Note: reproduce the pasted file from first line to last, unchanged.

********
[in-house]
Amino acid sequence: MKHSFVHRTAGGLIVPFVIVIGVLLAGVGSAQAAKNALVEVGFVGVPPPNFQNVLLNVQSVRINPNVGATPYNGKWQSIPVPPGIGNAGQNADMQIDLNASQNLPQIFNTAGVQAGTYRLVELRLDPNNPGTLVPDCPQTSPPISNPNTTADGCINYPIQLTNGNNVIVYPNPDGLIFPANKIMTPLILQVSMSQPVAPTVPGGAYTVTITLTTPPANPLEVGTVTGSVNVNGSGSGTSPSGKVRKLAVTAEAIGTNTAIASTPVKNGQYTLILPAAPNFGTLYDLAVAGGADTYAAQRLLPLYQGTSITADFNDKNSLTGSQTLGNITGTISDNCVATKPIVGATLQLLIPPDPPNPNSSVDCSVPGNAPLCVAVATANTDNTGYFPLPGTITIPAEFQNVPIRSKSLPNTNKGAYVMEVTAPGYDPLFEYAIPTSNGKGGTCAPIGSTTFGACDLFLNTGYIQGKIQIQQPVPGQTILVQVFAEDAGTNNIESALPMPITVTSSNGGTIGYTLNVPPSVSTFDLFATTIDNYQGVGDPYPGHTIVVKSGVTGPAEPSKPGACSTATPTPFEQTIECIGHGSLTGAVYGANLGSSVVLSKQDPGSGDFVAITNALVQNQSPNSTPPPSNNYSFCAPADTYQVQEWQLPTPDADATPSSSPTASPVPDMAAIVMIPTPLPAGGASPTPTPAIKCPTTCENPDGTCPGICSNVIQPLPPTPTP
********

[in-house]
Amino acid sequence: MKHSFVHRTAGGLIVPFVIVIGVLLAGVGSAQAAKNALVEVGFVGVPPPNFQNVLLNVQSVRINPNVGATPYNGKWQSIPVPPGIGNAGQNADMQIDLNASQNLPQIFNTAGVQAGTYRLVELRLDPNNPGTLVPDCPQTSPPISNPNTTADGCINYPIQLTNGNNVIVYPNPDGLIFPANKIMTPLILQVSMSQPVAPTVPGGAYTVTITLTTPPANPLEVGTVTGSVNVNGSGSGTSPSGKVRKLAVTAEAIGTNTAIASTPVKNGQYTLILPAAPNFGTLYDLAVAGGADTYAAQRLLPLYQGTSITADFNDKNSLTGSQTLGNITGTISDNCVATKPIVGATLQLLIPPDPPNPNSSVDCSVPGNAPLCVAVATANTDNTGYFPLPGTITIPAEFQNVPIRSKSLPNTNKGAYVMEVTAPGYDPLFEYAIPTSNGKGGTCAPIGSTTFGACDLFLNTGYIQGKIQIQQPVPGQTILVQVFAEDAGTNNIESALPMPITVTSSNGGTIGYTLNVPPSVSTFDLFATTIDNYQGVGDPYPGHTIVVKSGVTGPAEPSKPGACSTATPTPFEQTIECIGHGSLTGAVYGANLGSSVVLSKQDPGSGDFVAITNALVQNQSPNSTPPPSNNYSFCAPADTYQVQEWQLPTPDADATPSSSPTASPVPDMAAIVMIPTPLPAGGASPTPTPAIKCPTTCENPDGTCPGICSNVIQPLPPTPTP